Aerial firefighting operations on the Rice Ridge Fire near Seeley Lake had to be shut down for a few minutes today due to a civilian drone.
This fire season there have already been more than 18 public drone incursions, most of which resulted in the temporary shutdown of aerial firefighting efforts.
Flying drones in closed air space around fires is a federal offense. A spokesman for the Rice Ridge Fire says the person flying the drone today was contacted by law enforcement.
Last year, federal fire officials recorded 41 airspace conflicts in the wildland fire community, that’s up from 25 the prior year.
The Montana Department of Natural Resources and Conservation’s Jordan Koppen says no aerial video or picture is worth the risk to human life.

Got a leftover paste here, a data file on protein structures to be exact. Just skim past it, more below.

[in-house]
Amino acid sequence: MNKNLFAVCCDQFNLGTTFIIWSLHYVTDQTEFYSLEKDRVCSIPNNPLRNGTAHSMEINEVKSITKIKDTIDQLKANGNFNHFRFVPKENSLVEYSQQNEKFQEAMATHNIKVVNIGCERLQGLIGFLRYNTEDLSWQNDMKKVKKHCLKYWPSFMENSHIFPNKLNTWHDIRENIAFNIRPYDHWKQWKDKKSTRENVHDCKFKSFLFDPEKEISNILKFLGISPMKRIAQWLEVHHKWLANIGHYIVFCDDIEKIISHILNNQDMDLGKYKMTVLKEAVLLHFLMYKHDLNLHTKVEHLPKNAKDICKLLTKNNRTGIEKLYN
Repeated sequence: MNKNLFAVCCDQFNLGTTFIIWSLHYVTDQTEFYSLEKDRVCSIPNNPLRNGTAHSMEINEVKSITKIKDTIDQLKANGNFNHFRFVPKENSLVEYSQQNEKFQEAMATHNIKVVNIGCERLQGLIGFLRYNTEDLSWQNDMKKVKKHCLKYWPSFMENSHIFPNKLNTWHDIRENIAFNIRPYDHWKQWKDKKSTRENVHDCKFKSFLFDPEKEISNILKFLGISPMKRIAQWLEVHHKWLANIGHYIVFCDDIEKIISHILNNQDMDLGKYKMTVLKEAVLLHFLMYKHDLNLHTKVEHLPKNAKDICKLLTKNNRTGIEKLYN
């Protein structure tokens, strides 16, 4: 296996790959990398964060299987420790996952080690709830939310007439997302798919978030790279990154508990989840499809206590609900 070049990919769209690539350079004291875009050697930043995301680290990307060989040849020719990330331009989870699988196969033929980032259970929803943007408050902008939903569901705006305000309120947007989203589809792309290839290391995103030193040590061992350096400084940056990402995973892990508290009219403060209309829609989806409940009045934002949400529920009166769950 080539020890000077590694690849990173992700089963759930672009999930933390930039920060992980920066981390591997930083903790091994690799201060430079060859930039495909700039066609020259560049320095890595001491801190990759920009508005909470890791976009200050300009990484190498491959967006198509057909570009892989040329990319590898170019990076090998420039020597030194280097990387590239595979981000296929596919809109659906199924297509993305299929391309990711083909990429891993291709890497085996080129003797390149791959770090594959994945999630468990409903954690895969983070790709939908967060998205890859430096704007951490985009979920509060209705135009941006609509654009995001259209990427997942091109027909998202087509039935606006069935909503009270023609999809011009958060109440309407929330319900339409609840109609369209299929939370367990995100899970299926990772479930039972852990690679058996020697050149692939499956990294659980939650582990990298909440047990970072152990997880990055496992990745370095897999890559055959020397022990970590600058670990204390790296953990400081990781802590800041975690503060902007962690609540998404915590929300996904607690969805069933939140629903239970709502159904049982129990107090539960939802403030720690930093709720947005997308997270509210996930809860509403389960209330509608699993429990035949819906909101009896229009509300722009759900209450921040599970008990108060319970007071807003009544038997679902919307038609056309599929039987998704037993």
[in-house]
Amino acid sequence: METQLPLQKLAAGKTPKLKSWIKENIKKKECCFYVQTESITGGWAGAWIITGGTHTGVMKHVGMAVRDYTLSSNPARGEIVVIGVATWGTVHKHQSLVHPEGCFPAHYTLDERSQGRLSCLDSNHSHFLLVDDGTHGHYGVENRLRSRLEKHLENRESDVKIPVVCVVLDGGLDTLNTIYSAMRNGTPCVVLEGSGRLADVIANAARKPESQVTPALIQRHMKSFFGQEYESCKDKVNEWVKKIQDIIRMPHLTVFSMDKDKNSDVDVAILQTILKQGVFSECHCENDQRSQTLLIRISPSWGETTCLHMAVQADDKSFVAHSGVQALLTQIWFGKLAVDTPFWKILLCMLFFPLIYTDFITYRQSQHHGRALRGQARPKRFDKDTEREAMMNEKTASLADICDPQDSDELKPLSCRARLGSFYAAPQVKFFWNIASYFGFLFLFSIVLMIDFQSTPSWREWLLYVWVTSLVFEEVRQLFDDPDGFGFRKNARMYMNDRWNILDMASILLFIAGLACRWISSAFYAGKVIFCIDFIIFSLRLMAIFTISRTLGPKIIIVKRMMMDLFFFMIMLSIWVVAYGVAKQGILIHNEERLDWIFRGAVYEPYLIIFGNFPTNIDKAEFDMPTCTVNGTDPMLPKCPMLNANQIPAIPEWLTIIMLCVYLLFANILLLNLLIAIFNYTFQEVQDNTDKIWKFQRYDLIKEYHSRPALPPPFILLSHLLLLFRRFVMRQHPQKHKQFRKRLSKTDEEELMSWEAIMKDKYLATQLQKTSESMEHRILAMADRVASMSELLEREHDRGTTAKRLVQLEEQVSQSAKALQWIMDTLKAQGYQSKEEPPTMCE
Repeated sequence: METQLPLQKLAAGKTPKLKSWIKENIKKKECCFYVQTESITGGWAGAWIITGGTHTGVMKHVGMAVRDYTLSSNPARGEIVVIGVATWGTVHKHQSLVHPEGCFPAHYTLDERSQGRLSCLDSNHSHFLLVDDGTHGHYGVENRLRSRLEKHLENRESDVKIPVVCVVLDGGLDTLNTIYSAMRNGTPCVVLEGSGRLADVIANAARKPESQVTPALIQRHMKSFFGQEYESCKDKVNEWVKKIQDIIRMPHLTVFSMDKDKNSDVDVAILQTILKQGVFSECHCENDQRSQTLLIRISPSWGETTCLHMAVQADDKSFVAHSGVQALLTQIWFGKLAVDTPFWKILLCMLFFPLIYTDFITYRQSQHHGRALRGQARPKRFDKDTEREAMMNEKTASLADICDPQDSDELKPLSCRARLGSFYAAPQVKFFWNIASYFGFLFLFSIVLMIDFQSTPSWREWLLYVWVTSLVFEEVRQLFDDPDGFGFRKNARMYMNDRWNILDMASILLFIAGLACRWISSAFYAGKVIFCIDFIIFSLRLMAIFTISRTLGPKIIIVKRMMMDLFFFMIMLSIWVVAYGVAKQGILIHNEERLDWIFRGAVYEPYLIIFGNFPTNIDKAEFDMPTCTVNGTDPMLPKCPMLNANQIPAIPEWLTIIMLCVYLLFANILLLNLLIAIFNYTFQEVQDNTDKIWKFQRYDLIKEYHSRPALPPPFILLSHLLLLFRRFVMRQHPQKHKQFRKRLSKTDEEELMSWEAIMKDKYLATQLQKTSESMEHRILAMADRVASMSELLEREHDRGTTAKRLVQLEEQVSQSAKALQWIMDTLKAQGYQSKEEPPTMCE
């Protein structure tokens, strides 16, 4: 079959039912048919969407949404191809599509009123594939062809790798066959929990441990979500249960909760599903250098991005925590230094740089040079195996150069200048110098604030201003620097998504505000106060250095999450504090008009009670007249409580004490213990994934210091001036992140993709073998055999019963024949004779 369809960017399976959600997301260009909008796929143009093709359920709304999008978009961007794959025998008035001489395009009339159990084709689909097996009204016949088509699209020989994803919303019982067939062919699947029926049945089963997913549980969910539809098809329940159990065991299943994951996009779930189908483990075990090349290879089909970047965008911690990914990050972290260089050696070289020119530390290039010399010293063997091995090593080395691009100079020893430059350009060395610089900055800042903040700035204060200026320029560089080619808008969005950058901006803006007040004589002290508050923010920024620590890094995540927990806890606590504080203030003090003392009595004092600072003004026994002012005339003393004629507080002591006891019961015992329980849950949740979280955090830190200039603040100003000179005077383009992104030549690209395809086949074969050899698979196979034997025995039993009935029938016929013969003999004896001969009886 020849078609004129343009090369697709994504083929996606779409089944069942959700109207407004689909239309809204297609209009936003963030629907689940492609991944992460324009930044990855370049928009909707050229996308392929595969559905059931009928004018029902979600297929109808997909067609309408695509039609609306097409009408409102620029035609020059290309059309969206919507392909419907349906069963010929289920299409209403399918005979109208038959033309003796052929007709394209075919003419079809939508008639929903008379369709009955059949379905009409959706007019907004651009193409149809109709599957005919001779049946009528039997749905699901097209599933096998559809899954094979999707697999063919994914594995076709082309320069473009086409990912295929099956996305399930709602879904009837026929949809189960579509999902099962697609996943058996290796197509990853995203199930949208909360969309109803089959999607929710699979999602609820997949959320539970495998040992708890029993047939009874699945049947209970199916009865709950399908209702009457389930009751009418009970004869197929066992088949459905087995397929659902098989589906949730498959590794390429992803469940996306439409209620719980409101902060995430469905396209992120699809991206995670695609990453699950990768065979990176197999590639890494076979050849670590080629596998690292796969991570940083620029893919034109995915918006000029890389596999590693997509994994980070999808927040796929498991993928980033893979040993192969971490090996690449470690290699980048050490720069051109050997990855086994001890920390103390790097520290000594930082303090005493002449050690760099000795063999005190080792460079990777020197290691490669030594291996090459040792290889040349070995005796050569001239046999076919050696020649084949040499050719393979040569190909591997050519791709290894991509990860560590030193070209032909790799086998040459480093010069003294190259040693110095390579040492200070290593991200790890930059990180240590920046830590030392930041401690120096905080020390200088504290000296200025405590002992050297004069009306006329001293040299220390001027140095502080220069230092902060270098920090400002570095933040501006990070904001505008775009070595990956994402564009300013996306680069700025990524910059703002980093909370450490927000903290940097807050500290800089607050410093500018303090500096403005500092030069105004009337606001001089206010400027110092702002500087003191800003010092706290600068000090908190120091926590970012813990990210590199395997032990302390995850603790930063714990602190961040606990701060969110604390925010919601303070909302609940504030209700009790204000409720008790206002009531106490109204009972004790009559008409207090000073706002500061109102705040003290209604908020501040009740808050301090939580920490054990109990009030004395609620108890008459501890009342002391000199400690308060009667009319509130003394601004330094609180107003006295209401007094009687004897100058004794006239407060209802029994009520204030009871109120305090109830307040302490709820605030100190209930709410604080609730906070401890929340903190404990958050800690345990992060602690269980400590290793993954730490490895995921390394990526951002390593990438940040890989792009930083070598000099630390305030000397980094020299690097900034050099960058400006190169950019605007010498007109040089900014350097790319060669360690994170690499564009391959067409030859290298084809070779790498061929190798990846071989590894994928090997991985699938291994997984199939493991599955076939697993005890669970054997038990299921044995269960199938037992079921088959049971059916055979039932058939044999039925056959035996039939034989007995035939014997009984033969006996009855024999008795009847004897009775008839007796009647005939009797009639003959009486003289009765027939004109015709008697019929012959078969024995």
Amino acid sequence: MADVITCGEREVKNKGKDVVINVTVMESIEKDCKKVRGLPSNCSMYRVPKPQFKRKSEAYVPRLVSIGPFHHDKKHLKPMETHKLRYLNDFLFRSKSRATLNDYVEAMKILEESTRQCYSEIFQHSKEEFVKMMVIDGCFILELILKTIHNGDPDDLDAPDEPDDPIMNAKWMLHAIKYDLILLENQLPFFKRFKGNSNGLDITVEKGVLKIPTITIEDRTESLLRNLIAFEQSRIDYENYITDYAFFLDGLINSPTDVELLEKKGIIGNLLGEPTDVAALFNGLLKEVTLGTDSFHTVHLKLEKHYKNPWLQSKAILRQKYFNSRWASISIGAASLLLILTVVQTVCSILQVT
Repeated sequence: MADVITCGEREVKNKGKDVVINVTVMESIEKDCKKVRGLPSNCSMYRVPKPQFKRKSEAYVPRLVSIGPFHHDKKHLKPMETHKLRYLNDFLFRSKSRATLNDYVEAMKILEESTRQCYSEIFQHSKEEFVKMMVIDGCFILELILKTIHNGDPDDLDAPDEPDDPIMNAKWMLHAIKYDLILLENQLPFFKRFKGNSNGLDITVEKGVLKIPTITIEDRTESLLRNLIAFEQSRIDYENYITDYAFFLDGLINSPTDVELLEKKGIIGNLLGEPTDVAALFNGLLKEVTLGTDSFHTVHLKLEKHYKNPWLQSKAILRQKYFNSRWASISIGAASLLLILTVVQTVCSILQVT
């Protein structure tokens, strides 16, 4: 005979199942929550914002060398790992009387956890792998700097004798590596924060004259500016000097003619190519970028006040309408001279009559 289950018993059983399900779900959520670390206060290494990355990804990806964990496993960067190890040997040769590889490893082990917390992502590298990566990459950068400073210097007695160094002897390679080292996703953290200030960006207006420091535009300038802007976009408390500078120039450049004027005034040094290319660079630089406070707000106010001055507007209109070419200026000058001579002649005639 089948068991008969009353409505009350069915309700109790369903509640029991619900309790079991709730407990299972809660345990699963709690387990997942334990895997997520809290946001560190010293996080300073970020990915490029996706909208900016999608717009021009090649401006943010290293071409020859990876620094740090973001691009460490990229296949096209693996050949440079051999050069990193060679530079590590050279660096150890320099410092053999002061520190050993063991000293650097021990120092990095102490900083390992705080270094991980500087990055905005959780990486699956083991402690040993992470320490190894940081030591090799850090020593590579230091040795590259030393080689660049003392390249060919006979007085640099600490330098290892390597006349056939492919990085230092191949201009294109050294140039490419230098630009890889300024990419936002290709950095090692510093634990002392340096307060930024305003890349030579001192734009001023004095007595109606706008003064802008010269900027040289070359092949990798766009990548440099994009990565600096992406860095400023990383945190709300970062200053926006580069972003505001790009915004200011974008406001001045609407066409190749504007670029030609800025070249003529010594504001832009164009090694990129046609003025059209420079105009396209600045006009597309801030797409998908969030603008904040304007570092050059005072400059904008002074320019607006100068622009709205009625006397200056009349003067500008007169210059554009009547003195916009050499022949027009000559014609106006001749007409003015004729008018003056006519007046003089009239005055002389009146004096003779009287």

“It’s a safety issue," Koppen says. "Just think of what could happen if a drone flew into one of these aircraft. You could put multiple lives in danger and we’re trying to stay away from that."
Firefighting choppers and planes aren’t allowed to fly if a drone is spotted where they’re working. And if those aircraft can’t provide cover for ground crews, those crews may also have to be called back.
DNRC’s Koppen says drones were spotted this week near multiple fires in Montana.
“And we want to keep people out of the way of operations. Let the firefighters do their job and do the work that they need to get done,” he says.
Conflicts have already occurred in at least 9 states this year, including the high-profile arrest of a man in Arizona who was charged with 14 felony counts of endangerment after he was caught flying a drone over a fire in Prescott National Forest last month.
To combat the rising incident numbers, the U.S. Department of the Interior has launched an “If You Fly, We Can’t” campaign, complete with videos and PSAs to alert drone owners of the fines and penalties they face for flying in “no fly” zones and interfering with firefighting operations.
Drone owners are also encouraged to download an app for smartphones that notifies users of restrictions in their area.